Governments need to know how prosperous the nation they govern is (see extract). And in the early decades of the 20th century gauging this by how much stuff was produced seemed as good a way as any, so in a pre-digital age production estimates were entered into ledgers while the economists in charge of the exercise had access to and influence over America’s top politicians. “Emerging from the Great Depression there were voices in Congress saying: ‘how do we know we’re getting more prosperous? What’s the measure? Is there a measure?’ And so, Simon Kuznets was asked to do these accounts.”

As an exercise, Masood says, this was “an important thing to do at the time, and it was necessary. But part of the problem we are seeing today is that it is not so much the intrinsic information itself which is valuable for researchers and policy makers, but what you do with it.” Masood’s objection to GDP is that we have “tethered” this information to the “single most important measure of national prosperity”. What started as an exercise in business information became a critical barometric reading for how governments were performing.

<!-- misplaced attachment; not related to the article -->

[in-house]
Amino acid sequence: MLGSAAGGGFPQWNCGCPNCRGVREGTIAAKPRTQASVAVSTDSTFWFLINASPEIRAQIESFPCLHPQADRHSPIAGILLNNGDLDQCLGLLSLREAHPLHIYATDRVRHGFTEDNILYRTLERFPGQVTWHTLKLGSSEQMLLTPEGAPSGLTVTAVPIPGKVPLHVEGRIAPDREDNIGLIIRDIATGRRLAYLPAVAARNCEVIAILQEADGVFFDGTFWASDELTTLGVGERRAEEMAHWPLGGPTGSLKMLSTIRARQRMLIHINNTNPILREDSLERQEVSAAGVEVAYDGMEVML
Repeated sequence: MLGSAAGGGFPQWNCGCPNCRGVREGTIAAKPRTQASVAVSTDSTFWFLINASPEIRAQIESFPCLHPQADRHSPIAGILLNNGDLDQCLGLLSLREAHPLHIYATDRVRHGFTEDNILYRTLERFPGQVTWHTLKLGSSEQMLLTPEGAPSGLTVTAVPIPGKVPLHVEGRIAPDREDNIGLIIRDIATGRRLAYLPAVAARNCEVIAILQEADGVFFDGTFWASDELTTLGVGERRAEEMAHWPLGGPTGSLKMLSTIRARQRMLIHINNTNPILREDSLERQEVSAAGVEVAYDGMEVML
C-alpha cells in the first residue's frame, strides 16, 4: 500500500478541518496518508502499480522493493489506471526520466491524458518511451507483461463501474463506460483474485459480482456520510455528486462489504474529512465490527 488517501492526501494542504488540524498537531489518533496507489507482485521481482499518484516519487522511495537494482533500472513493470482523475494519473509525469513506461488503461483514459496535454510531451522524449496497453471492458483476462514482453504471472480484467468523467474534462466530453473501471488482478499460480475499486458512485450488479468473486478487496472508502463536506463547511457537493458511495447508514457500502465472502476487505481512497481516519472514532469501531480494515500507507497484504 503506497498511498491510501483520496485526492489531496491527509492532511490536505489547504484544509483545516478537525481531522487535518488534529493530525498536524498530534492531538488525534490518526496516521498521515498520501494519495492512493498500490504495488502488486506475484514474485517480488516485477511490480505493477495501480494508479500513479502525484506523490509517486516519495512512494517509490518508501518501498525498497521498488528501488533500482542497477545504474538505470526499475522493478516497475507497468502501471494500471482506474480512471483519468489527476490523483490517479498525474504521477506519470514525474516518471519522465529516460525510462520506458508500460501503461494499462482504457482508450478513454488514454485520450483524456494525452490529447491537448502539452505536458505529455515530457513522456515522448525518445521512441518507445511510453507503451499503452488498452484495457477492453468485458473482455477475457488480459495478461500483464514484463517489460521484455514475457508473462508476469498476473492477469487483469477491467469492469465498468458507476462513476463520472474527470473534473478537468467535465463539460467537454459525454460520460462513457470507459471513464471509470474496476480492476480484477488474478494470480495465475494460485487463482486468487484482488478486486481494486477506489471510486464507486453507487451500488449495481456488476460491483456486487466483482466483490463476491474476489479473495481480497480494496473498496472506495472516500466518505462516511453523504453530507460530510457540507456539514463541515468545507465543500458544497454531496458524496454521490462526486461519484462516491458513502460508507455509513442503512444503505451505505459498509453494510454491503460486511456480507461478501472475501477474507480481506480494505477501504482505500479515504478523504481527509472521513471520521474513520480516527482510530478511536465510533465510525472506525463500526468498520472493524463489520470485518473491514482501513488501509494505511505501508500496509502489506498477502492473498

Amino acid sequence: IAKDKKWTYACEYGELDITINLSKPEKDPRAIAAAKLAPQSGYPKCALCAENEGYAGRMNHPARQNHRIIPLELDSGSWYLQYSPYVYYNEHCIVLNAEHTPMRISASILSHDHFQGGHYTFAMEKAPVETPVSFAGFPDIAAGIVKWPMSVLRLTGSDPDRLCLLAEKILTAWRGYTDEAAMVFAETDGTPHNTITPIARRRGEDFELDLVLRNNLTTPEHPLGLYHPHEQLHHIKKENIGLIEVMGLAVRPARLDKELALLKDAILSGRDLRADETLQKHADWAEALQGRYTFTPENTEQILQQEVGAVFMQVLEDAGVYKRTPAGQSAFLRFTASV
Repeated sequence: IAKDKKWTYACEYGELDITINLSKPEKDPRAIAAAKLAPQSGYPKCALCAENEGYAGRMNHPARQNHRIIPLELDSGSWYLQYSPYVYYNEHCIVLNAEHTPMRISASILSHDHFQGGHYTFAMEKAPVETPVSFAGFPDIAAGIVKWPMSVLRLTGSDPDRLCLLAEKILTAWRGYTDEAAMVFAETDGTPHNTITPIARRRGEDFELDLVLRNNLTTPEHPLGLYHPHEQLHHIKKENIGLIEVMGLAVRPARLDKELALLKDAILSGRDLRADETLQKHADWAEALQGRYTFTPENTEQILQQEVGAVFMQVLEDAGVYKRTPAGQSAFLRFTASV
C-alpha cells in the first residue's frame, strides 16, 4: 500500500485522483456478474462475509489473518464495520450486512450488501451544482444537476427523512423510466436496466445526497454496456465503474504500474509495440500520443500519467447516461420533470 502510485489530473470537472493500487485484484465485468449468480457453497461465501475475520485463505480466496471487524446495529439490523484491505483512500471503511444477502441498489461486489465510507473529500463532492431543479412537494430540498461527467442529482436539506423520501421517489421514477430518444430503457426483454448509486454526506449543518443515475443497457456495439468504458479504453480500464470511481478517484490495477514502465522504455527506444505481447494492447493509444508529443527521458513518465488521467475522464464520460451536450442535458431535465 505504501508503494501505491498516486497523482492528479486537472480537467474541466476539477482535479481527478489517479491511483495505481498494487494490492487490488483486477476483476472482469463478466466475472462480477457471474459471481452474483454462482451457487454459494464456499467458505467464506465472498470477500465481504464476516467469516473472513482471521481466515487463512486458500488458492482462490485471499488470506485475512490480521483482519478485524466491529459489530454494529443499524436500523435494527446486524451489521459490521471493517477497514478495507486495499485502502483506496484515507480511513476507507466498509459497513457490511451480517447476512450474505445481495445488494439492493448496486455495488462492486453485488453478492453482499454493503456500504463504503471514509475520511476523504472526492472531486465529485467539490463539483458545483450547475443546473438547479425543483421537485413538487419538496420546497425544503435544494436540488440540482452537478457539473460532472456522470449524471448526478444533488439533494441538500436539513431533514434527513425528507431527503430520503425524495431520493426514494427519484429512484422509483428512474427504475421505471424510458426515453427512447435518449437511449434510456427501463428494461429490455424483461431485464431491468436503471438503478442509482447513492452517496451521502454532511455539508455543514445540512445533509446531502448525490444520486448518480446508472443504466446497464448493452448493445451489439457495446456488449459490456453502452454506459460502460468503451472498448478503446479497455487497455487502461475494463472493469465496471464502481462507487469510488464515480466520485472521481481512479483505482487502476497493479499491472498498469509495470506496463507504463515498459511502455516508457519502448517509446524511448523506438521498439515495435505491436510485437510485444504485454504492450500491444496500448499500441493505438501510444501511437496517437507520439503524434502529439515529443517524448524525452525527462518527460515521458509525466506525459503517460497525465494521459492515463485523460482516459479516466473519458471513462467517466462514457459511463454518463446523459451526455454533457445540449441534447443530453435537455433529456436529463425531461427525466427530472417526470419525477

Realising this, governments have tended to manipulate the system so that the figure rises, in order to maintain their popularity in the polls. This in turn creates the knock-on effects of environmental stress and social inequality. If the figure goes up because you are producing more cars, for example, but your air quality goes down, you’re still winning. If the new wealth created by increased production falls into the hands of the few, while a significant proportion of your population falls below the poverty line, so long as GDP goes up, you’re winning.

“Historically, the rules of GDP have been weighted in favour of richer countries,” says Masood. “The rules were set at a time when experts and policy makers from Europe and the United States were in a stronger position to set terms for the rest of the world.”

One of the recurrent themes of Masood’s book is that GDP is a blunt instrument being applied to purposes it was never intended for. And yet, when asked if we should just rip it up, he emphatically advises against such an action on the grounds that there are risks of unintended consequences. And yet, part of the subtitle of his book clearly states that GDP ‘must change’, and this is because in its current form GDP is being used in a way that its architects never envisaged.